Download INSULT patterns Download annotated dataset

Recipe command

prodigy textcat.teach textcat_insults blank:en ./reddit-comments.jsonl --label INSULT --patterns ./insults-patterns.jsonl

Try it live and accept or reject!

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The progress indicator in the sidebar shows an estimate of how much you still need to annotate until there’s nothing left to learn – or, phrased differently, an estimate of when the loss is going to hit zero. As you annotate more examples, the model will slowly get a better sense of the INSULT label and will suggest more relevant examples.

The highlighted span above shows the pattern match that was responsible for suggesting this example for annotation. Of course, patterns can also produce false positives that you’d have to reject – but that’s also very helpful. You don’t just want your model to learn that “sentences containing ‘douchebag’ are always an insult”. Note that the highlighted span is only added to visualize the match – it’s not going to be used directly as a feature in the model. However, the words that occur in the text will obviously have an impact on the model either way.

Video tutorial: training an insults classifier

The following video shows an end-to-end workflow using terms.teach to quickly bootstrap a list of trigger phrases based on word vectors and textcat.teach to collect annotations with a model in the loop. It took 40 minutes to create over 830 annotations, including 20% evaluation examples, which was enough to give 87% accuracy. You can download the annotated dataset from GitHub.

Working with patterns

Match patterns are typically provided as a JSONL (newline-delimited JSON) file and can be used to pre-select examples based on expressions they contain. This is especially useful to find positive candidates if your classes are very imbalanced. For instance, if you’re annotating whether a news headline is about a company sales or acquisition, you could define a condition like “contains any form of the verb ‘acquire’” or “includes this company name”. Prodigy supports two types of patterns:

patterns.jsonl{"pattern": [{"lemma": "acquire"}, {"pos": "PROPN"}], "label": "COMPANY_SALE"}
{"pattern": "acquisition", "label": "COMPANY_SALE"}
  1. Token patterns: These patterns are lists of dictionaries with one dictionary describing one token to match. The token attributes to match on can be the token’s "text" or lowercase form "lower", but also lexical attributes like "is_punct" or linguistic features like "lemma" or "pos". You can find more details in the spaCy’s documentation on rule-based matching.

  2. String matches: If the pattern value is a string, it will be used for exact string matching. While {"lower": "berlin"} matches “Berlin”, “berlin” and so on, "Berlin" will only match “Berlin”. The advantage of string patterns is that you don’t have to worry about the tokenization and whether the patterns describe the correct tokens. They also make it easy to re-use existing word lists and dictionaries.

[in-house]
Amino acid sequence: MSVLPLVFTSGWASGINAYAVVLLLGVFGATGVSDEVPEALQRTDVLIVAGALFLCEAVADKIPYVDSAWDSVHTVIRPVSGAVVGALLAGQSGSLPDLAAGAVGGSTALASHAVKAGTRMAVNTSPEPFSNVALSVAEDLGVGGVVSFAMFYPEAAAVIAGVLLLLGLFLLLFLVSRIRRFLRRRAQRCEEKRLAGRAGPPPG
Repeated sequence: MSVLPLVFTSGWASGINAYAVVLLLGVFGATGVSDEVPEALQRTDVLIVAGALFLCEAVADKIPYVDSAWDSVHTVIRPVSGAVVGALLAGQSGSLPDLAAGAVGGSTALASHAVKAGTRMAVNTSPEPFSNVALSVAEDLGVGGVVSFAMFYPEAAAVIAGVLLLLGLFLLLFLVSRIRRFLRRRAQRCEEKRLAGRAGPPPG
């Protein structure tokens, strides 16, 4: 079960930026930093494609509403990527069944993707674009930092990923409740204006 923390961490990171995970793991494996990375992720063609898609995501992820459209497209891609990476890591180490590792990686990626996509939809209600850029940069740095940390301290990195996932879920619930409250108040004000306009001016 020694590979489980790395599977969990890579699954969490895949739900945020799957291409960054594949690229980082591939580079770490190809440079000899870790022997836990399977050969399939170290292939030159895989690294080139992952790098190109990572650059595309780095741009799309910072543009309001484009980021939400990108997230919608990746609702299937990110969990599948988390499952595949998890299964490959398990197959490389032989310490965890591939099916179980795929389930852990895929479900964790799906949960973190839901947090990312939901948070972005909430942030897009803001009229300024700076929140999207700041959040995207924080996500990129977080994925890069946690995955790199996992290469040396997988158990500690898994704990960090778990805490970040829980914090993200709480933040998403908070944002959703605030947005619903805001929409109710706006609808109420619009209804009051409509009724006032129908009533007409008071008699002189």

More about Prodigy pattern files


Active learning with a custom model

You don’t need to use spaCy to annotate with a model in the loop. Custom recipes are Python functions that let you script annotation workflows by returning components like the stream or an update callback to update the model in the loop. Just make sure to pick a model implementation that supports updates in small batches and that’s sensitive enough to small updates (since you want your annotations to have an effect).

Step 1: Use the model to predict and score labelspseudocode 
class Model(object): def __call__(self, stream): for eg in stream: predictions = your_model(eg["text"]) for score, label in predictions: example = copy.deepcopy(eg) example["label"] = label yield (score, example)

On their own, the scores and examples aren’t that interesting yet – you typically want to use the scores to only select the most relevant examples for annotation. Prodigy provides several sorter functions that take a stream of (score, example) tuples and pick examples to send out for annotation. The textcat.teach recipe uses the prefer_uncertain sorter, which selects scores closest to 0.5.

Step 2: Sort the stream by scorepseudocode 
from prodigy.components.sorters import prefer_uncertain model = Model() stream = model(stream) stream = prefer_uncertain(stream)
Step 3: Update the model with answerspseudocode 
class Model(object): def update(self, answers): accepted = [eg for eg in answers if eg["answer"] == "accept"] rejected = [eg for eg in answers if eg["answer"] == "reject"] update_your_model(accepted, rejected)

By default, Prodigy streams are generators and Prodigy will only ever ask for the next batch from the stream. So as you annotate and update the model, future batches will receive scores from your updated model in the loop. For a simplified example of that loop, check out the textcat_custom_model.py recipe script. It uses a DummyModel that “predicts” random numbers to illustrate the idea – you’d obviously replace that with your own implementation using a library like scikit-learn, PyTorch or TensorFlow.